April showers have brought a big muddy mess to our backyard. Every time a child or the dog goes out to play, a ritual of foot washing commences with each re-entry to the house. The muddy foot and paw prints are my least favorite part of spring. They require an ongoing process of reminders, clean up, washing clothes. Parts of the yard are bare of grass, and reseeding projects are staring me in the face. The well-worn path from our door to the trampoline needs some strategic innovation before summer arrives. Last week, we got the flower beds ready, spread seeds, and put down new topsoil and mulch. Nothing much is there yet beyond the mud. I wait in the mess of spring for the freezes to end and the planted seeds to start to sprout. In a few short weeks, this mess will turn from my biggest frustration to blooming beauty.
I spend a lot of time talking with parents of young children who are struggling through a similar mess. It has nothing to do with mud, but it has a lot to do with planting seeds—seeds of faith.
It turns out that for faith to grow, there is some drudgery.
We wake up early on Sundays, get them dressed and cleaned up, and arrive in worship with our best-laid plans. Often times, coffee spills, Cheerios get stomped into floors, a child squeaks at an inopportune time, and a parent finds himself in the back of a sanctuary just praying that the crying will stop and no one is annoyed. We try to read our Bible as a family as the youngest does a cartwheel through the middle of devotion time or a random question distracts the whole point of the conversation. We feel like we aren’t doing something right. This is a struggle. I’m trudging through mud. I need some strategic path to raising my child in the faith.
The truth is this: faith is not a strategic path or a five-step plan.
It is mud, it is rainstorms, it is wishing I could just skip church and put my kids to bed without prayer time. It is being unsure how to answer the questions of faith as my child ages. It is prayer and encouragement from fellow mentors and friends that the tilling is worth it. Raising children in faith is a worthy mess and one that we aren’t meant to struggle through alone. As we enter this spring, I encourage to you embrace the mess and rest in these encouragements.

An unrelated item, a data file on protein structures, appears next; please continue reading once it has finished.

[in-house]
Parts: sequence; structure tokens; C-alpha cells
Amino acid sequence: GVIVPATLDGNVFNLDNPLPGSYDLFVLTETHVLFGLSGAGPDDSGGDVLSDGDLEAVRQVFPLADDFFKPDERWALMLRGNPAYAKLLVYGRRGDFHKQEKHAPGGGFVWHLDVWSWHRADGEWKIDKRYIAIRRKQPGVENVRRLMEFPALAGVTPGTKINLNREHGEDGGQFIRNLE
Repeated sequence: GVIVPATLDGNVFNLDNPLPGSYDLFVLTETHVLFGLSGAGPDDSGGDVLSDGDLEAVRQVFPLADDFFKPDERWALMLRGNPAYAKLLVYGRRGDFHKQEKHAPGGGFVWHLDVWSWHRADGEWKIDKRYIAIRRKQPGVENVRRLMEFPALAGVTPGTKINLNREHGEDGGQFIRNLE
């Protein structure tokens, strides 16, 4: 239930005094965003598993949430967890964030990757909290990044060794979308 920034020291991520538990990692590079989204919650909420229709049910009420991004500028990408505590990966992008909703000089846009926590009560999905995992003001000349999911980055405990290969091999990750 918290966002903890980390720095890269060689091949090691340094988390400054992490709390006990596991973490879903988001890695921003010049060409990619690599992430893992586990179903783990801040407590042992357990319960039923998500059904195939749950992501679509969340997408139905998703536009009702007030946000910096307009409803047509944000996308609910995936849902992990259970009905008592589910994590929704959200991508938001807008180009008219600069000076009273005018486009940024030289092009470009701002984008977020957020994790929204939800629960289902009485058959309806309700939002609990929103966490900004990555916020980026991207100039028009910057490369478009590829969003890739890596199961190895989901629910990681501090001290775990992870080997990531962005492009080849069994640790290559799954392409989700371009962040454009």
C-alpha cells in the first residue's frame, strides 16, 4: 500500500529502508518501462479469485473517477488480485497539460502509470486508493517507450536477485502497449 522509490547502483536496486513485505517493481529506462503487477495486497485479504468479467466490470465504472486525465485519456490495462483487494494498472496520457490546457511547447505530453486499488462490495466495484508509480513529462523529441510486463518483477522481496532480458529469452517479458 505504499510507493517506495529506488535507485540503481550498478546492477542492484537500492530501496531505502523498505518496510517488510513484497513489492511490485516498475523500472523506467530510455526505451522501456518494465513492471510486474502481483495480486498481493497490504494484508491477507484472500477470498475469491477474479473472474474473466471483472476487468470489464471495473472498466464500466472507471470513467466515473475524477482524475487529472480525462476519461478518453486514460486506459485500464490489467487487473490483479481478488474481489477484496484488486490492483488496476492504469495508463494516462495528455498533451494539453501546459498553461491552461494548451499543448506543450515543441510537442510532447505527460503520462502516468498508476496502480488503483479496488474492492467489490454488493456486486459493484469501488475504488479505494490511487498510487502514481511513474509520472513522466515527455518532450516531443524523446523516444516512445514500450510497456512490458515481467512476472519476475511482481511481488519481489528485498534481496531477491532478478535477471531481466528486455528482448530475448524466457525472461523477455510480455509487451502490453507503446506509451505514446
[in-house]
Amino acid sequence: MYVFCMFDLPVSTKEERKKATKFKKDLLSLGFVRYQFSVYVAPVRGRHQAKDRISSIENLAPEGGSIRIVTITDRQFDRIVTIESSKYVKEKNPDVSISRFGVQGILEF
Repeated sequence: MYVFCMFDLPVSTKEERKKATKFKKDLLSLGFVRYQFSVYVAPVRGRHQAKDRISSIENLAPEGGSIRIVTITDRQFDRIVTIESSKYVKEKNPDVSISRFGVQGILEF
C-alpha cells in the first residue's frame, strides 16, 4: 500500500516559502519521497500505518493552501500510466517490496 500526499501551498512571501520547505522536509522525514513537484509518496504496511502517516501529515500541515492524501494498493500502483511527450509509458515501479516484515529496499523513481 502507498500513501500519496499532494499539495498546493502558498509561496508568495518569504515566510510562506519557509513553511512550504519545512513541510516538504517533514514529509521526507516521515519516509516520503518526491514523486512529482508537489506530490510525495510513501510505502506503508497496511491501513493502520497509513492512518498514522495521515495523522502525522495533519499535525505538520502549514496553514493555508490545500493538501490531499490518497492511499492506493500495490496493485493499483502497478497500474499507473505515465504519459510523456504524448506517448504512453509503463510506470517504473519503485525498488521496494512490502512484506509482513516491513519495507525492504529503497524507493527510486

Remember we are all messy
When looking around the church on a Sunday morning, you may look longingly at a family with children all sitting still in worship or in beautiful matching clothes while you didn’t get to comb your daughter’s hair. I promise, somewhere in their path is a mess too. It may look different, and it may happen at different times, but we’ve all had mud on our feet. This family of Christ is for the messes, and you belong here.
Get in the mud and plant the seeds
While challenging, joining in the process of planting is part of a parent's job. You may have wonderful Sunday School teachers, youth mentors, pastors, and leaders who are providing excellent programs for your children at church. Yet, I promise, those leaders are looking for you to join in with the planting. If you don’t have resources to bring faith development home, ask the leaders in your church or seek out other resources you could share with fellow parents.
Embrace the washing
One of the most significant gifts we can give our children as they grow in the faith is a home that repeatedly models the repetition of repentance and reconciliation over and over again. Just as dirty feet, floors, and clothes need washing, so do our relationships. Model what it means to apologize, reconcile with your children after a disagreement or power struggle, and demonstrate that forgiveness is alive and well in your home. The washing is necessary, so let us teach our children well.
And so, from the day we heard, we have not ceased to pray for you, asking that you may be filled with the knowledge of his will in all spiritual wisdom and understanding, so as to walk in a manner worthy of the Lord, fully pleasing to him: bearing fruit in every good work and increasing in the knowledge of God. (Colossians 1:9–10)Scripture: ESV©.
Learn how to raise your children in the faith with David Reuter's book, Teaching the Faith at Home.